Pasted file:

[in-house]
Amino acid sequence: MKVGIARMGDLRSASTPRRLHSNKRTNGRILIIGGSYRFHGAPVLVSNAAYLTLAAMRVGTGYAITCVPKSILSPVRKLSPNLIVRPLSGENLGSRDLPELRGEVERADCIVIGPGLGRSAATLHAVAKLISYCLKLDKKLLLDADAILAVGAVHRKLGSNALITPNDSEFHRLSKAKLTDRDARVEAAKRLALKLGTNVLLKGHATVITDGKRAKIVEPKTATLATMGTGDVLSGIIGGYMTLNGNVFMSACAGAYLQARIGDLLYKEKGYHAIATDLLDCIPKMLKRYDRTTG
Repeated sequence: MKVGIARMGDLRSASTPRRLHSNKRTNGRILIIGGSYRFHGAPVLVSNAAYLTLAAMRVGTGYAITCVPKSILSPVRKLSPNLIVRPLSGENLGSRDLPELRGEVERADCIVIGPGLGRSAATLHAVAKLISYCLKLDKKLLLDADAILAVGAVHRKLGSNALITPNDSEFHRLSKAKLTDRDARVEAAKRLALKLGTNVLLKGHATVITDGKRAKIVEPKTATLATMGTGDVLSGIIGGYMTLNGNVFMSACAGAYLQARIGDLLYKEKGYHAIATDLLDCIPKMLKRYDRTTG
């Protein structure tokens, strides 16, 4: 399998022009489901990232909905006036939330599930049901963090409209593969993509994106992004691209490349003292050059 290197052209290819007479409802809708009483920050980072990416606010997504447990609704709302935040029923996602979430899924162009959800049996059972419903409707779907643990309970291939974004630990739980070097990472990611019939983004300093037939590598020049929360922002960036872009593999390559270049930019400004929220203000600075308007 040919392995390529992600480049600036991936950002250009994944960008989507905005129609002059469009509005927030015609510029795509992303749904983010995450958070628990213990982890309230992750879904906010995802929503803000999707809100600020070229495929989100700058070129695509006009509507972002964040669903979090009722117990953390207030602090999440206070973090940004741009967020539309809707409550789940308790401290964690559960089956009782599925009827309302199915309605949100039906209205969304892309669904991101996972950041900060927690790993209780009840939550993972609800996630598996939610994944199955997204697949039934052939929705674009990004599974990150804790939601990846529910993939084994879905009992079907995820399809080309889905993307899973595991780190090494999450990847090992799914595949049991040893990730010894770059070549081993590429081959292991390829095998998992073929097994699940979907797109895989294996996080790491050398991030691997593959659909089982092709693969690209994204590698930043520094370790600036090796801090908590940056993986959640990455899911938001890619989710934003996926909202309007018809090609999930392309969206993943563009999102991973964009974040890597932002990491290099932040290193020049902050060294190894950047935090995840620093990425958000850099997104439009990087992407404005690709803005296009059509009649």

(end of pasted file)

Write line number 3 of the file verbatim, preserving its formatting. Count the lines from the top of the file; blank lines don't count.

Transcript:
Repeated sequence: MKVGIARMGDLRSASTPRRLHSNKRTNGRILIIGGSYRFHGAPVLVSNAAYLTLAAMRVGTGYAITCVPKSILSPVRKLSPNLIVRPLSGENLGSRDLPELRGEVERADCIVIGPGLGRSAATLHAVAKLISYCLKLDKKLLLDADAILAVGAVHRKLGSNALITPNDSEFHRLSKAKLTDRDARVEAAKRLALKLGTNVLLKGHATVITDGKRAKIVEPKTATLATMGTGDVLSGIIGGYMTLNGNVFMSACAGAYLQARIGDLLYKEKGYHAIATDLLDCIPKMLKRYDRTTG